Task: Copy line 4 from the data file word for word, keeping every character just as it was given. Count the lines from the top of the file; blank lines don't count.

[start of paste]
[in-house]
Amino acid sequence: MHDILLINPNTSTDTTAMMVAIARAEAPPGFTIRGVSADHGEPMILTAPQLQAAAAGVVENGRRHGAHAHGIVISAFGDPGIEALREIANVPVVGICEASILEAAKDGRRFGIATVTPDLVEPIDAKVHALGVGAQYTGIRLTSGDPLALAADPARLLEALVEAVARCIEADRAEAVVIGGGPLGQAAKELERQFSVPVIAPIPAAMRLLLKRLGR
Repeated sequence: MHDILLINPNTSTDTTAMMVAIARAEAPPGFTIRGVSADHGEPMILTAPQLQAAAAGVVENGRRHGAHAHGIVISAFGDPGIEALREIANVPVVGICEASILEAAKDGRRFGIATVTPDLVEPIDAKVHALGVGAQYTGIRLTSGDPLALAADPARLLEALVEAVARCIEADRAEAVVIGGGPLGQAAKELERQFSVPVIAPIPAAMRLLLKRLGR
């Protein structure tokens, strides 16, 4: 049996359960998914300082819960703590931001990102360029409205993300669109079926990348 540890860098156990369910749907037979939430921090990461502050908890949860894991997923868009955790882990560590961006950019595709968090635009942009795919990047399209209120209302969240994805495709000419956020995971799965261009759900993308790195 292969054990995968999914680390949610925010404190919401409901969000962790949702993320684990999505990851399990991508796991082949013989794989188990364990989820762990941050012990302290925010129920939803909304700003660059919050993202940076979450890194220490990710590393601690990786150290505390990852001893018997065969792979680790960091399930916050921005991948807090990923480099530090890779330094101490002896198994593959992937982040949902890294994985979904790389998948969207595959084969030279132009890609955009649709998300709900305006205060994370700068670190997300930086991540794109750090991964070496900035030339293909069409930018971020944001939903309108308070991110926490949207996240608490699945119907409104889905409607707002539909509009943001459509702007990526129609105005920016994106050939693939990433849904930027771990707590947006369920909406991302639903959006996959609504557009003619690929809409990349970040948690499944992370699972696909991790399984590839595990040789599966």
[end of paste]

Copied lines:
């Protein structure tokens, strides 16, 4: 049996359960998914300082819960703590931001990102360029409205993300669109079926990348 540890860098156990369910749907037979939430921090990461502050908890949860894991997923868009955790882990560590961006950019595709968090635009942009795919990047399209209120209302969240994805495709000419956020995971799965261009759900993308790195 292969054990995968999914680390949610925010404190919401409901969000962790949702993320684990999505990851399990991508796991082949013989794989188990364990989820762990941050012990302290925010129920939803909304700003660059919050993202940076979450890194220490990710590393601690990786150290505390990852001893018997065969792979680790960091399930916050921005991948807090990923480099530090890779330094101490002896198994593959992937982040949902890294994985979904790389998948969207595959084969030279132009890609955009649709998300709900305006205060994370700068670190997300930086991540794109750090991964070496900035030339293909069409930018971020944001939903309108308070991110926490949207996240608490699945119907409104889905409607707002539909509009943001459509702007990526129609105005920016994106050939693939990433849904930027771990707590947006369920909406991302639903959006996959609504557009003619690929809409990349970040948690499944992370699972696909991790399984590839595990040789599966």